Likewise, Trump may better understand Beijing’s resolve in defending its sovereignty, after a Chinese warship nearly collided with a U.S. Navy vessel in the South China Sea. Are sunk-cost signals more effective than tying-hand signals? A recent study shows that the answer may depend on the orientations of leaders who receive the signals: Hawkish leaders such as Trump and Xi tend to view sunk-cost signals as more credible than tying-hand signals.

3. More interactions may ease the feelings of mutual uncertainty — and lead to fewer tensions

Although Trump and Xi fell into the “informational trap” by escalating a trade war with mutual retaliations, positive signs have emerged lately that both sides seek to ease tensions. The Chinese government began to downplay the “Made in China 2025” program after Trump called the program “insulting.” Despite the disagreement over their rights in the South China Sea, top officials from both sides have agreed to avoid unintended clashes.

These signs resonate with the other side of our finding, that the escalations driven by uncertainty are likely to decline when leaders interact more, and gradually overcome the “informational trap.” A Trump-Xi meeting in Buenos Aires would be unlikely to produce a sudden trade breakthrough, but we should expect that both leaders will use this opportunity to reflect on existing tensions and improve the judgments of each other’s strategic intentions. Our analysis suggests that no matter who concedes first, over time, it’s likely that trade negotiations will resume, and lead to declining tariffs, as each side better understands the other’s resolve.

4. Yet uncertainty may be exacerbated — if there are inconsistent policies and unclear signals by either side

Even if uncertainty about new leaders declines over time, incoherent voices within a leader’s inner circle will create more confusion. In October, Cui Tiankai, China’s ambassador to the United States, pointed out that it was difficult to determine “who President Trump listens to” on trade policy. Clear divisions persist between hard-liners, such as White House trade adviser Peter Navarro and U.S. Trade Representative Robert E. Lighthizer, and moderates such as Treasury Secretary Steven Mnuchin and chief economic adviser Larry Kudlow.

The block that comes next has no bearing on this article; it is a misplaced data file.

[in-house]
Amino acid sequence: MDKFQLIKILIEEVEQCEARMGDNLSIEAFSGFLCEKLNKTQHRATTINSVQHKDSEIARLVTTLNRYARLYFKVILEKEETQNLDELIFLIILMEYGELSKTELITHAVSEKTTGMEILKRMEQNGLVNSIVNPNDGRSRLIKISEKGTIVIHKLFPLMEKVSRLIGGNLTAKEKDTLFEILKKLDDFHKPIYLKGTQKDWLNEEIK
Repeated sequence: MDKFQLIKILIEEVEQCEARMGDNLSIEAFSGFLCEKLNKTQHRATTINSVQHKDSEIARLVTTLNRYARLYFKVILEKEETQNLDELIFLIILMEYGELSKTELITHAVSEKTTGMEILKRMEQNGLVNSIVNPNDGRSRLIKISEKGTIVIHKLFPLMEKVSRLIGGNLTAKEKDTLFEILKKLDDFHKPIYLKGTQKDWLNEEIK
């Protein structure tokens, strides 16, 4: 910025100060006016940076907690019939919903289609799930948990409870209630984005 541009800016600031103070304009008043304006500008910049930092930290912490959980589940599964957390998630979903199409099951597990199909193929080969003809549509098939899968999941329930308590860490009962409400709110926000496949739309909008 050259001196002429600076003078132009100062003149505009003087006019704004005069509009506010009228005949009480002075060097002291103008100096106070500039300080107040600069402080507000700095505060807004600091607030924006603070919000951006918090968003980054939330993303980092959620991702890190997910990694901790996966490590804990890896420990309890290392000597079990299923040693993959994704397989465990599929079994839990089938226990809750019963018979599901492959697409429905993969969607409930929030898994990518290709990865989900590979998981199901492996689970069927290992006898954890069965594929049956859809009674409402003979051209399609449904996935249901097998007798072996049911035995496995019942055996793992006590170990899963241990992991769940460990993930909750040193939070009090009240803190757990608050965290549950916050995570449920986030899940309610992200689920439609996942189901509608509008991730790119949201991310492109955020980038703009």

A few days after Trump expressed optimism  this month about reaching a trade deal with China, Navarro emphasized that several key issues remained unresolved. Yet Kudlow responded soon that Navarro’s remarks were not authorized by the administration and did “a great disservice” to  Trump.

Elizabeth Saunders suggests that leaders often promote helpful cues and silence damaging cues to demonstrate elite consensus. It’s not clear, from reports in recent months about growing discord within the Trump White House, whether the administration has a clear consensus on China trade policy — and this makes predicting the outcome of any bilateral meeting difficult.

Some of the internal back and forth may reflect Trump’s management style, but such unpredictability suggests a lack of policy coordination or clear positions. For now, Trump may gain some advantage by keeping his Chinese counterpart guessing, but securing a trade deal in the longer term — something for which the U.S. president has repeatedly called — would benefit from a more consistent voice in the White House.

Cathy Xuanxuan Wu is an assistant professor of political science and international studies at Old Dominion University. Find her on Twitter at @wucathyx.